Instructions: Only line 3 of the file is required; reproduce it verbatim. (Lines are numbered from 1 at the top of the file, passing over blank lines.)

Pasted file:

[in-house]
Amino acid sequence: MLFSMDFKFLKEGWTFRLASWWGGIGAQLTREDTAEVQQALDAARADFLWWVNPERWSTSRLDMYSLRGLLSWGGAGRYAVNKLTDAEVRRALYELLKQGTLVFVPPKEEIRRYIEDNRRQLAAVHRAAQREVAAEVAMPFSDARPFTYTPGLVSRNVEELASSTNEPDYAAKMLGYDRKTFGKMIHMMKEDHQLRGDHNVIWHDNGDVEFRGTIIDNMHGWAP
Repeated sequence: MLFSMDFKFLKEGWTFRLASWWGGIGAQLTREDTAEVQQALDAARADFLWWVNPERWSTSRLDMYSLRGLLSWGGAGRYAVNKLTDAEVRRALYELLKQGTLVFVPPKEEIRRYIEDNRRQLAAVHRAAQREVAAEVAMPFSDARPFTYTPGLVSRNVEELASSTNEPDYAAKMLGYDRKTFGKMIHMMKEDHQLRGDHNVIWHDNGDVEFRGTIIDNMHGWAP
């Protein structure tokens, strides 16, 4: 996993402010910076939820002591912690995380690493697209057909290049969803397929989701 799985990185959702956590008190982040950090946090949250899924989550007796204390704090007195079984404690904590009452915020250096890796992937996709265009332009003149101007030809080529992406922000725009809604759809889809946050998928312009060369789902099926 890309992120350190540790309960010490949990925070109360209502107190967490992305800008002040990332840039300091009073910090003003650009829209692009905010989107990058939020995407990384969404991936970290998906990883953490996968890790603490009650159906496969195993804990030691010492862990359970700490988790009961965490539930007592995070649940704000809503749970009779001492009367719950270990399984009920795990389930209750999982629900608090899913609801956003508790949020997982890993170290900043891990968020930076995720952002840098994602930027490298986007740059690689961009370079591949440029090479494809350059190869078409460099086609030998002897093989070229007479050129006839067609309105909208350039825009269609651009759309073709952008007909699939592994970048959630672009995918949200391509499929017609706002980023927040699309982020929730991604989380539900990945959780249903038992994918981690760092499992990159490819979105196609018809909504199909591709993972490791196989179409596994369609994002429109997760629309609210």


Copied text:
Repeated sequence: MLFSMDFKFLKEGWTFRLASWWGGIGAQLTREDTAEVQQALDAARADFLWWVNPERWSTSRLDMYSLRGLLSWGGAGRYAVNKLTDAEVRRALYELLKQGTLVFVPPKEEIRRYIEDNRRQLAAVHRAAQREVAAEVAMPFSDARPFTYTPGLVSRNVEELASSTNEPDYAAKMLGYDRKTFGKMIHMMKEDHQLRGDHNVIWHDNGDVEFRGTIIDNMHGWAP